13. Deep Learning: A Bayesian Perspective

    Polson, Nicholas G.; Sokolov, Vadim
    Deep learning is a form of machine learning for nonlinear high dimensional pattern matching and prediction. By taking a Bayesian probabilistic perspective, we provide a number of insights into more efficient algorithms for optimisation and hyper-parameter tuning. Traditional high-dimensional data reduction techniques, such as principal component analysis (PCA), partial least squares (PLS), reduced rank regression (RRR), projection pursuit regression (PPR) are all shown to be shallow learners. Their deep learning counterparts exploit multiple deep layers of data reduction which provide predictive performance gains. Stochastic gradient descent (SGD) training optimisation and Dropout (DO) regularization provide estimation and variable selection. Bayesian regularization...

  14. Deep Learning: A Bayesian Perspective

    Polson, Nicholas G.; Sokolov, Vadim
    Deep learning is a form of machine learning for nonlinear high dimensional pattern matching and prediction. By taking a Bayesian probabilistic perspective, we provide a number of insights into more efficient algorithms for optimisation and hyper-parameter tuning. Traditional high-dimensional data reduction techniques, such as principal component analysis (PCA), partial least squares (PLS), reduced rank regression (RRR), projection pursuit regression (PPR) are all shown to be shallow learners. Their deep learning counterparts exploit multiple deep layers of data reduction which provide predictive performance gains. Stochastic gradient descent (SGD) training optimisation and Dropout (DO) regularization provide estimation and variable selection. Bayesian regularization...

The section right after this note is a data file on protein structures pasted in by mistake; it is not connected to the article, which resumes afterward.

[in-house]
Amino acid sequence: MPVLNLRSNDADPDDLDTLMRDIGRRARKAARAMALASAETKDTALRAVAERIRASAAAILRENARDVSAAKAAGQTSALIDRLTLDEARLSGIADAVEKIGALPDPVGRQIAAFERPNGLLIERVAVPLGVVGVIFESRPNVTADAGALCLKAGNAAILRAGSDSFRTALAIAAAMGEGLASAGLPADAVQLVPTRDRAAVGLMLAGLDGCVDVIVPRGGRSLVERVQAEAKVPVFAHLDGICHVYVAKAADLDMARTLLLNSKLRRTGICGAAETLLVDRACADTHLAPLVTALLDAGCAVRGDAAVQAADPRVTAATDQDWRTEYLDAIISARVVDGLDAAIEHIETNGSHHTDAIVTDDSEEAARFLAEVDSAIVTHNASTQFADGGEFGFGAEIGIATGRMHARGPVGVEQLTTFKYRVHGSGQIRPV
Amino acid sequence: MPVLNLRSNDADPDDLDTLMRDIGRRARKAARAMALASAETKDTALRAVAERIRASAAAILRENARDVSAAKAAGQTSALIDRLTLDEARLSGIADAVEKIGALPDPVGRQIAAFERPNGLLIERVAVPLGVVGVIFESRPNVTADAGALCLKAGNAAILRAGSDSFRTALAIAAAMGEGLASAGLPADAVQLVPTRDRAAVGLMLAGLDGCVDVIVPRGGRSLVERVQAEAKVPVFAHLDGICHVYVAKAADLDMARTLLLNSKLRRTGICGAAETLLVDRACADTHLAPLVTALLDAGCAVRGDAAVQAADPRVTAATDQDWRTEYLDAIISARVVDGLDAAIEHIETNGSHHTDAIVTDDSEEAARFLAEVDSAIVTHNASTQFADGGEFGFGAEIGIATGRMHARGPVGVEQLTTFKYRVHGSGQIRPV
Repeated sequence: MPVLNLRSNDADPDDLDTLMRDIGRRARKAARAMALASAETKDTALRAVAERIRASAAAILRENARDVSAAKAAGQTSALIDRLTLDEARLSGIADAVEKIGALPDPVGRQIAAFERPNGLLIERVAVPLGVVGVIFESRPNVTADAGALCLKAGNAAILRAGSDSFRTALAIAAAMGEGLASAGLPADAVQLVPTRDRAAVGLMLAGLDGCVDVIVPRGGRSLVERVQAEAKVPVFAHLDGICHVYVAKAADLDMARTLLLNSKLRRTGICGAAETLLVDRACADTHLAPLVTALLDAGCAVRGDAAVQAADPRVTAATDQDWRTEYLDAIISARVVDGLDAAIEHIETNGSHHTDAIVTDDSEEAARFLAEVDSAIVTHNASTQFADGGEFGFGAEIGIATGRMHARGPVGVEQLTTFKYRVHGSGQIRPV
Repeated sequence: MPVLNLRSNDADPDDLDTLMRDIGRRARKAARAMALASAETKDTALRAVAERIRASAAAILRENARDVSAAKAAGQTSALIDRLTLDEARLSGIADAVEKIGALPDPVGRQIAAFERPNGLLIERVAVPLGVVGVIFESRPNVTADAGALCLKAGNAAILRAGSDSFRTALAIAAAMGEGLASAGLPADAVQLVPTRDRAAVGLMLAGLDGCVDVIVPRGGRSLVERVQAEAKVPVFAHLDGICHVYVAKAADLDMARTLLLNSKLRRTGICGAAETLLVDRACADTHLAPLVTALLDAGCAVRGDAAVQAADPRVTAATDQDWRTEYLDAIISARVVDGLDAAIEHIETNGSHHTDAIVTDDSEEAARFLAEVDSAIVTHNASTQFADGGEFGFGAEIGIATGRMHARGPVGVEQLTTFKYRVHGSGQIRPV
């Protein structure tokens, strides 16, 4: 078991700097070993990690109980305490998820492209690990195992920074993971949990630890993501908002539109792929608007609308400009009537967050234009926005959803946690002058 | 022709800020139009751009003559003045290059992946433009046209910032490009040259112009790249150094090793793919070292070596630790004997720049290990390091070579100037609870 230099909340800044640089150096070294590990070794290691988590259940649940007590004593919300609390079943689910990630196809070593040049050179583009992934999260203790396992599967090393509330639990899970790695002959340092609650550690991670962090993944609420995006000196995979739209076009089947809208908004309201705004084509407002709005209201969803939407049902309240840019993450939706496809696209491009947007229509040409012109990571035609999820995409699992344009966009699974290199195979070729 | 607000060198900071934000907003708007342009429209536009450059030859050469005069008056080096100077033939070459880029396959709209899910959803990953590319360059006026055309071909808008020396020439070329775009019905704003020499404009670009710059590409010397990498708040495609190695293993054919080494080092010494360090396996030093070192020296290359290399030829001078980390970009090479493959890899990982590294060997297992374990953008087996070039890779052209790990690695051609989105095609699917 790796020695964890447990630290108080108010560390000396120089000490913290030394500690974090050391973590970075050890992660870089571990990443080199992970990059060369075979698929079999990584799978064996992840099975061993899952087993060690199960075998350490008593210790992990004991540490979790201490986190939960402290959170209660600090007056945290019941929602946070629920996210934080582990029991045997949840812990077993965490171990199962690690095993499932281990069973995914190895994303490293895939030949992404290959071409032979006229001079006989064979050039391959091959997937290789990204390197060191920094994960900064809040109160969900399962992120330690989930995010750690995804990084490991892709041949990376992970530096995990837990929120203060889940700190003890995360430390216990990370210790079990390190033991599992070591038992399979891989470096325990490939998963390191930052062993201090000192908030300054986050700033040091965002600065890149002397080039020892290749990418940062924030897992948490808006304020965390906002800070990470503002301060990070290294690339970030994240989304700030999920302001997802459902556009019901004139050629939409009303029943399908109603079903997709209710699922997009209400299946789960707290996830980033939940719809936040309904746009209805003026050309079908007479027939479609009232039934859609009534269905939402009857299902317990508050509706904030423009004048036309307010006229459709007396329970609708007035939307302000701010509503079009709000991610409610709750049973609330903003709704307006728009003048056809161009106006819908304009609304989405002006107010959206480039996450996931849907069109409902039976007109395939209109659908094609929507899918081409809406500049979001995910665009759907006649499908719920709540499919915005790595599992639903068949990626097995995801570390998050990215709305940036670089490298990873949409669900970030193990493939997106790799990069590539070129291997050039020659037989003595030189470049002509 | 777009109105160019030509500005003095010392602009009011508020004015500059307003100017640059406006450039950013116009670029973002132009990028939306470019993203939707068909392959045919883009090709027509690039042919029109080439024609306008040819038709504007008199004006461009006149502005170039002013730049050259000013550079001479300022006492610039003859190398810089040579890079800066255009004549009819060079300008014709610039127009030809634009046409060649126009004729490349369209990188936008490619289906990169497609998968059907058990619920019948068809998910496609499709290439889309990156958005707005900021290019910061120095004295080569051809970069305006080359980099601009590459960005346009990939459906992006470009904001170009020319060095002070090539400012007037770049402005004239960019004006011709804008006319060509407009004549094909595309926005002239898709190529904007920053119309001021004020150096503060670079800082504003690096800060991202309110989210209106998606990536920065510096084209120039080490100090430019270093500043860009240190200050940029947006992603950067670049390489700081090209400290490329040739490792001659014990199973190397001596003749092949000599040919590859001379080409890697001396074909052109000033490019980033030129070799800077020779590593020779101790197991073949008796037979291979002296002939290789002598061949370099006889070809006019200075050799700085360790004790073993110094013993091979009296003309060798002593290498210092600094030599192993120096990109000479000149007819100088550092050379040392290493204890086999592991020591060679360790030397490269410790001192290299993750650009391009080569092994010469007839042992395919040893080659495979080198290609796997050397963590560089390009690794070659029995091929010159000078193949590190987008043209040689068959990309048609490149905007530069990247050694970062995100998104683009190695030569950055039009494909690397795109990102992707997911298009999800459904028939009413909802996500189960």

15. Deep Learning: A Bayesian Perspective

    Polson, Nicholas G.; Sokolov, Vadim
    Deep learning is a form of machine learning for nonlinear high dimensional pattern matching and prediction. By taking a Bayesian probabilistic perspective, we provide a number of insights into more efficient algorithms for optimisation and hyper-parameter tuning. Traditional high-dimensional data reduction techniques, such as principal component analysis (PCA), partial least squares (PLS), reduced rank regression (RRR), projection pursuit regression (PPR) are all shown to be shallow learners. Their deep learning counterparts exploit multiple deep layers of data reduction which provide predictive performance gains. Stochastic gradient descent (SGD) training optimisation and Dropout (DO) regularization provide estimation and variable selection. Bayesian regularization...